Adding some high intensity interval training routines to you exercise regimen is an excellent way to boost your cardiovascular performance and improve your endurance. There are also many other side benefits to interval training, such as burning fat, but we will get into that in a bit. We will also go over some typical interval training examples.
High intensity interval training, or 'HIIT', is not nearly as complicated as it sounds. The basic premise is to perform a series of exercises where you alternate between periods of high intensity and low intensity. So what are some interval training examples? Well, ideally, you want to perform some type of activity where you can easily increase the intensity of your workout and then slow it down. A good example of this would be doing a full out sprint, followed by a slow jog and repeating this a set number of times. Of course, running isn't the only form of HIIT that you can do. It can be applied to almost any form any exercise, from swimming to cycling to elliptical machines.
They key to the training is the interval, an interval being a cycle of exercises that you repeat a fixed amount of times. But what is the best way to structure the exercises? For HIIT, you want to perform an activity that can get your heart rate up somewhere between 75-85% of your max heart rate, followed by a period of low intensity activity, and you want to repeat this cycle anywhere from 4 to 12 times (depending on your current level of fitness), that complete cycle is considered the 'interval'. (Calculate your max heart rate by subtracting your age from 220.)
How long should these cycles last? Well that again depends on your current fitness level. If you are just starting out, try doing 10 seconds of intense work, followed by 20 seconds of rest. This would be known as the work/rest ratio and in this example it is ½ (10 seconds divided by 20 seconds). You can vary this ratio anyway you like, while the higher the number the harder the workout will be. You might like to do 30 seconds of work followed by 30 seconds of rest (ratio of 1). The key thing is to just repeat this for set amount of cycles.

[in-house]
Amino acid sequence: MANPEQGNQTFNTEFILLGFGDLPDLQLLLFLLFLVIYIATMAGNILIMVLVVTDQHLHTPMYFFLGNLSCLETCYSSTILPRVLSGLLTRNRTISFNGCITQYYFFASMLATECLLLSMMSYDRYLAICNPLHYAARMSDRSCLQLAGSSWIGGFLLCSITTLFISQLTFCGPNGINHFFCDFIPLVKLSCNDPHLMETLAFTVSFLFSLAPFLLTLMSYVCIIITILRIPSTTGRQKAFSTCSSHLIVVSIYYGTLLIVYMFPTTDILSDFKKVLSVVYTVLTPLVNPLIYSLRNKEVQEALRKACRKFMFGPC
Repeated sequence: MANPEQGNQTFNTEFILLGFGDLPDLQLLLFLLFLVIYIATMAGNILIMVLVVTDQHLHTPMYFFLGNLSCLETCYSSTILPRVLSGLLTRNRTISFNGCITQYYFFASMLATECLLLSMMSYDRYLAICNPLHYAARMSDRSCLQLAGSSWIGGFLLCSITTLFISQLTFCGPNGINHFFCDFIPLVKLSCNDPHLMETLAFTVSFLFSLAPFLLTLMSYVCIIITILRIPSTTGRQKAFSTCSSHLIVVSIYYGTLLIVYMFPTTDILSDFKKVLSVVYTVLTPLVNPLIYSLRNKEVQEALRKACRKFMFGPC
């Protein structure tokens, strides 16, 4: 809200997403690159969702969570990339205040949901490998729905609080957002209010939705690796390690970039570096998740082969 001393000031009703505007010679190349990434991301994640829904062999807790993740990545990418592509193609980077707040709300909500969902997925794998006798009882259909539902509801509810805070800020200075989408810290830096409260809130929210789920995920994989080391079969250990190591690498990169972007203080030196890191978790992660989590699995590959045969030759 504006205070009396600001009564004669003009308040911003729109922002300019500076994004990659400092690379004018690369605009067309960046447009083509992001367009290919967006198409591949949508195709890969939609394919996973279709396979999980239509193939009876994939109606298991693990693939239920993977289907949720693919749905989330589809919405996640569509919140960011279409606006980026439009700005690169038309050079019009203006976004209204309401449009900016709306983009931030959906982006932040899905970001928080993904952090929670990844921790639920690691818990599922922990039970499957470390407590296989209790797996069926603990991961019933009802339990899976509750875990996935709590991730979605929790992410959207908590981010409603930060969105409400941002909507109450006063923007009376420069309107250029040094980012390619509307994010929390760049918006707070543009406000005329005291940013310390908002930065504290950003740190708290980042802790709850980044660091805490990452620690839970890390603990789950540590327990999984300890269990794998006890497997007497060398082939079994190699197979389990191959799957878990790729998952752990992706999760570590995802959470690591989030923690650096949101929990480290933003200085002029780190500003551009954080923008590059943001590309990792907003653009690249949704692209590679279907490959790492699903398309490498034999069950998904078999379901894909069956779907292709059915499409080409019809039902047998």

Lets assume for a second that you don't have a way of monitoring your exact heart rate. That is, you don't have a heart rate monitor or aren't using a machine that tells you your heart rate. Luckily, that's really not an issue. Although not as precise, you can simply exert yourself to what you feel is about 80% of your maximum effort. For example, you probably know what it feels like to sprint as fast as you possibly can, so then simply sprint at about 80% of that maximum effort. This may take you a little practice, but with a little trial and error you can get a good feel for hitting the proper peak of your interval.
This is actually our preferred way of doing our high intensity interval training routines. It makes it a lot less complicated and a bit easier because you aren't constantly calculating and monitoring a number.
It simply boils down to this: perform the given activity with everything you've got and follow it with a rest period. It is important to remember when you are on the resting part to make sure you are still doing an activity. In other words, don't just stop and sit down. You want to keep the heart pumping. So if you are swimming, just swim really slowly, or if you are jogging, just jog at a slow pace.